Architect firm behind Marble Arch Mound unveils 'a Valley of Eden'

Architect firm behind disastrous Marble Arch Mound unveils another huge plant project – a ‘Valley of Eden’ in Armenia with 10,000 garden plots and a ‘control room’ in a giant sphere

  • The ‘self-sustaining valley’ will be developed over an 18,000-hectare area in Armenia’s Gagarin Valley
  • It’s hoped that the valley, equipped with cycle paths, a stadium and a centre for the arts, will attract tourists 
  • It comes as Dutch firm MVRDV defends its design of the Marble Arch Mound, which was recently torn down 

The architect firm behind the much-criticised Marble Arch Mound has another garden project up its sleeve – a self-sustaining ‘Valley of Eden’, complete with 10,000 garden plots, a giant mirrored sphere and a sunken stadium.

Last month, contractors started tearing down the £6million mound, designed by MVRDV, after the artificial hill, open to the public for just six months, was widely panned.

The Dutch firm’s latest endeavour will be constructed over an 18,000-hectare (44,478-acre) plot in Armenia’s Gagarin Valley, an area close to Lake Sevan that’s named after Yuri Gagarin, the first human to orbit the earth.

MVRDV, the architect firm behind the much-criticised Marble Arch mound has another garden project up its sleeve – a ‘Valley of Eden’ complete with 10,000 garden plots, a giant mirrored sphere (shown in a rendering centre-right) and a sunken stadium

MVRDV’s ‘self-sustaining valley’, shown here in a rendering, will be constructed over an 18,000-hectare (44,478-acre) area in Armenia’s Gagarin Valley, close to Lake Sevan

The Gagarin Valley project, which was commissioned by the DAR Foundation for Regional Development and Competitiveness, aims to turn the valley into a ‘future-proof landscape’ that can be used for sustainable agriculture and ecotourism.

As well as attracting tourists, it’s hoped that the revamped valley – which currently has 11,000 residents spread across several villages – will become a ‘more attractive place to live’ for young Armenians. 

Ten thousand species of plants and flowers will be planted across the ‘patchwork of 10,000 gardens’ – one rendering shows a field of lavender.

According to the architects, the valley’s silver orb will function as a control room and was designed to look like a ‘mini-planet’. It will be surrounded by a park – ‘a scientific arboretum’ – that contains all of the plant species, reflected in the sphere. And inside they will be ‘shown and monitored’.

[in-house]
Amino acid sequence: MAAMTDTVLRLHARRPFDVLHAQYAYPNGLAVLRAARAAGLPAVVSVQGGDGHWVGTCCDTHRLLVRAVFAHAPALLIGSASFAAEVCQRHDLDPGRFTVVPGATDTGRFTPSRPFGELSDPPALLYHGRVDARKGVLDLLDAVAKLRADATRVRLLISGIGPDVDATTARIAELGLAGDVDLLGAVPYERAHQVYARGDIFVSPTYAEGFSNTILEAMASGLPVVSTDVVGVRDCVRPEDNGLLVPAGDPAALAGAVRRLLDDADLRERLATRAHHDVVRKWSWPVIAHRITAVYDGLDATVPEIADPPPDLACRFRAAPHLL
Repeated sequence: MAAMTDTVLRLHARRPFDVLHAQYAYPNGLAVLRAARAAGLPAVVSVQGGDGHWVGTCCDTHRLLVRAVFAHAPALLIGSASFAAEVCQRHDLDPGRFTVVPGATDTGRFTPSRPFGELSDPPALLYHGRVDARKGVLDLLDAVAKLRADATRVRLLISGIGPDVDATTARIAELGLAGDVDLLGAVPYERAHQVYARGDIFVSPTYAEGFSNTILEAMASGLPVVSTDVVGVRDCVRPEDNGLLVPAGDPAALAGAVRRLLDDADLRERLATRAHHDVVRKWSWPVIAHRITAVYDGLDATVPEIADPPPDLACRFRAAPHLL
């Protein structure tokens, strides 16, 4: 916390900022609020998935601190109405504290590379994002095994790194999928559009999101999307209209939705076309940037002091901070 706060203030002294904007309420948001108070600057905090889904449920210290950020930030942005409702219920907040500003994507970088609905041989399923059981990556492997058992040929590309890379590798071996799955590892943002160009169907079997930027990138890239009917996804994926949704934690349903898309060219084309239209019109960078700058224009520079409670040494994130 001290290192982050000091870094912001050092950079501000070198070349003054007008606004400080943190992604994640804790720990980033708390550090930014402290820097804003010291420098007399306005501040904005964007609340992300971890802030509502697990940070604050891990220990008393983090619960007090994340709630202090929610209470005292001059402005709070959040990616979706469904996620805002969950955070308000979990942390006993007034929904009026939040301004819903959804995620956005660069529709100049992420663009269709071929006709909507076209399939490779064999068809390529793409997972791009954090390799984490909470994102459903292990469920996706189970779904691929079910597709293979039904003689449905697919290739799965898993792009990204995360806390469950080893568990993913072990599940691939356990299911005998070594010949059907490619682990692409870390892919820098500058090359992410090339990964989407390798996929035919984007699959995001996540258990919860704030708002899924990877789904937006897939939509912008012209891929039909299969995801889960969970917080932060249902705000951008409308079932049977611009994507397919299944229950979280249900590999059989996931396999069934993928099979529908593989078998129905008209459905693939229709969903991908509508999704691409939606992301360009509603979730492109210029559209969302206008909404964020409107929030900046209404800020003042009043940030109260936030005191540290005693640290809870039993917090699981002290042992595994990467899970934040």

The Gagarin Valley project aims to turn the area into a ‘future-proof landscape’ that can be used for sustainable agriculture and ecotourism

On each garden plot, different species of plants and flowers will be planted – one rendering (pictured) shows a field of lavender

The above rendering shows the new architecture that will rise over the valley. The architects plan on turning the Soviet buildings that are currently in place into new constructions 

MVRDV says: ‘The valley can be seen as a series of test fields for the 10,000 species that will soon flourish there, an enrichment that will give the area the appearance of a garden of Eden’ 

The sunken stadium will have a 4,500-seat capacity, but it won’t be the only entertainment venue on offer for residents and visitors – there will be a market hall, a commercial centre, a centre for the arts and an educational agricultural centre.

Setting out to become a ‘destination’ for horse riders, walkers and cyclists, the region will be scattered with new bike trails and walking routes. 

The architects plan on turning the Soviet buildings that are currently in place into new constructions, in a bid to avoid building waste. Entirely new buildings, inspired by the design of traditional Armenian farmhouses, will also be constructed, crowned by green, vegetated roofs.

The project, which is still in its planning stages, will also enlarge the route of the Hrazdan River and create a new canal system to help to irrigate the region’s plants and farmland.

It’s hoped that the revamped valley will become a ‘more attractive place to live’ for young Armenians 

The valley, shown here in a rendering, is named after Yuri Gagarin, the cosmonaut who was the first human to orbit the earth

MVRDV presents the design in model form. The firm currently has no information on the cost and completion date of Gagarin Valley

Sharing the story behind the plans, MVRDV founding partner Winy Maas says: ‘Yuri Gagarin saw the planet’s vulnerability, a house in need of extra care, as many other astronauts have since stressed. I share that concern: stimulating biodiversity, improving water management and the ecosystem is of great importance for the future of the Gagarin Valley and the world.

‘The valley can be seen as a series of test fields for the 10,000 species that will soon flourish there, an enrichment that will give the area the appearance of a garden of Eden.’

It comes as MVRDV defends the design of the Marble Arch Mound, blaming Westminster council’s ‘loveless execution’ of the project for its failure.

Contractors started tearing down the Marble Arch Mound, pictured, last month after the artificial hill was widely panned

The hill was branded the ‘capital’s worst tourist attraction’ and a ‘waste of money’, but the architects said that they had no clue why so much ended up being spent on the project – it was built for triple the initial £2million budget. 

MVRDV said: ‘In our thirty years of practice, MVRDV has never before experienced such nonchalance and laxity with our design work.’

MVRDV currently has no information on the cost and completion date of Gagarin Valley. For more information visit mvrdv.com.  

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